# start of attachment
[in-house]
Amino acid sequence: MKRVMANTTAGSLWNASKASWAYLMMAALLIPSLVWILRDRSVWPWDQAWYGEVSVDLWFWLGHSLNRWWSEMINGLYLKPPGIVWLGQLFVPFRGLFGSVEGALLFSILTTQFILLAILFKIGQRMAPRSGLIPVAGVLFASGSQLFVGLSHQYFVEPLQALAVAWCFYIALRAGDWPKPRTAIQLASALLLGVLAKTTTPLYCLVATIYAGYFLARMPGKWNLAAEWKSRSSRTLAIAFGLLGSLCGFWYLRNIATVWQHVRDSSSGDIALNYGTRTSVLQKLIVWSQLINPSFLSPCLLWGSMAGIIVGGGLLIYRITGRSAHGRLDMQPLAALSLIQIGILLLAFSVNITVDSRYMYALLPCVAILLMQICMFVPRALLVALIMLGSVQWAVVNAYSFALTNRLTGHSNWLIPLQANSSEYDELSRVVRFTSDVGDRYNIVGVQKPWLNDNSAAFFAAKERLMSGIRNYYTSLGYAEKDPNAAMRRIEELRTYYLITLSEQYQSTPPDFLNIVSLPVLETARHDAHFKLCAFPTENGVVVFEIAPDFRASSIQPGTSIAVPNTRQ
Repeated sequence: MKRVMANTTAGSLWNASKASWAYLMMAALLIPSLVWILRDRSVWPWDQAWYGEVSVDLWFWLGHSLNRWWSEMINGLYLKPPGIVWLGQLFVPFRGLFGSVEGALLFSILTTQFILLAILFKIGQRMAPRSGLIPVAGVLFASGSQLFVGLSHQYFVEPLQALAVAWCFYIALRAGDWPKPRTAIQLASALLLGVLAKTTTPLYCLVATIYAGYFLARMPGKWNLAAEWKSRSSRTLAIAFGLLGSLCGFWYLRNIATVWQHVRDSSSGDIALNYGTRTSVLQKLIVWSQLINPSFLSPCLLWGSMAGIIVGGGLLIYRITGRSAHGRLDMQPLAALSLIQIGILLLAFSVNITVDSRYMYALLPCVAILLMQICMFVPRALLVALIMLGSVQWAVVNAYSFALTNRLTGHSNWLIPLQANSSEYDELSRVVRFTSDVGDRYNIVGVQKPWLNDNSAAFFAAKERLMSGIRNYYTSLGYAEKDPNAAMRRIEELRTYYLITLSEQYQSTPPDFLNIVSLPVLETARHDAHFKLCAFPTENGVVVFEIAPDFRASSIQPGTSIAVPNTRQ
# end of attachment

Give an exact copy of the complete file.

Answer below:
[in-house]
Amino acid sequence: MKRVMANTTAGSLWNASKASWAYLMMAALLIPSLVWILRDRSVWPWDQAWYGEVSVDLWFWLGHSLNRWWSEMINGLYLKPPGIVWLGQLFVPFRGLFGSVEGALLFSILTTQFILLAILFKIGQRMAPRSGLIPVAGVLFASGSQLFVGLSHQYFVEPLQALAVAWCFYIALRAGDWPKPRTAIQLASALLLGVLAKTTTPLYCLVATIYAGYFLARMPGKWNLAAEWKSRSSRTLAIAFGLLGSLCGFWYLRNIATVWQHVRDSSSGDIALNYGTRTSVLQKLIVWSQLINPSFLSPCLLWGSMAGIIVGGGLLIYRITGRSAHGRLDMQPLAALSLIQIGILLLAFSVNITVDSRYMYALLPCVAILLMQICMFVPRALLVALIMLGSVQWAVVNAYSFALTNRLTGHSNWLIPLQANSSEYDELSRVVRFTSDVGDRYNIVGVQKPWLNDNSAAFFAAKERLMSGIRNYYTSLGYAEKDPNAAMRRIEELRTYYLITLSEQYQSTPPDFLNIVSLPVLETARHDAHFKLCAFPTENGVVVFEIAPDFRASSIQPGTSIAVPNTRQ
Repeated sequence: MKRVMANTTAGSLWNASKASWAYLMMAALLIPSLVWILRDRSVWPWDQAWYGEVSVDLWFWLGHSLNRWWSEMINGLYLKPPGIVWLGQLFVPFRGLFGSVEGALLFSILTTQFILLAILFKIGQRMAPRSGLIPVAGVLFASGSQLFVGLSHQYFVEPLQALAVAWCFYIALRAGDWPKPRTAIQLASALLLGVLAKTTTPLYCLVATIYAGYFLARMPGKWNLAAEWKSRSSRTLAIAFGLLGSLCGFWYLRNIATVWQHVRDSSSGDIALNYGTRTSVLQKLIVWSQLINPSFLSPCLLWGSMAGIIVGGGLLIYRITGRSAHGRLDMQPLAALSLIQIGILLLAFSVNITVDSRYMYALLPCVAILLMQICMFVPRALLVALIMLGSVQWAVVNAYSFALTNRLTGHSNWLIPLQANSSEYDELSRVVRFTSDVGDRYNIVGVQKPWLNDNSAAFFAAKERLMSGIRNYYTSLGYAEKDPNAAMRRIEELRTYYLITLSEQYQSTPPDFLNIVSLPVLETARHDAHFKLCAFPTENGVVVFEIAPDFRASSIQPGTSIAVPNTRQ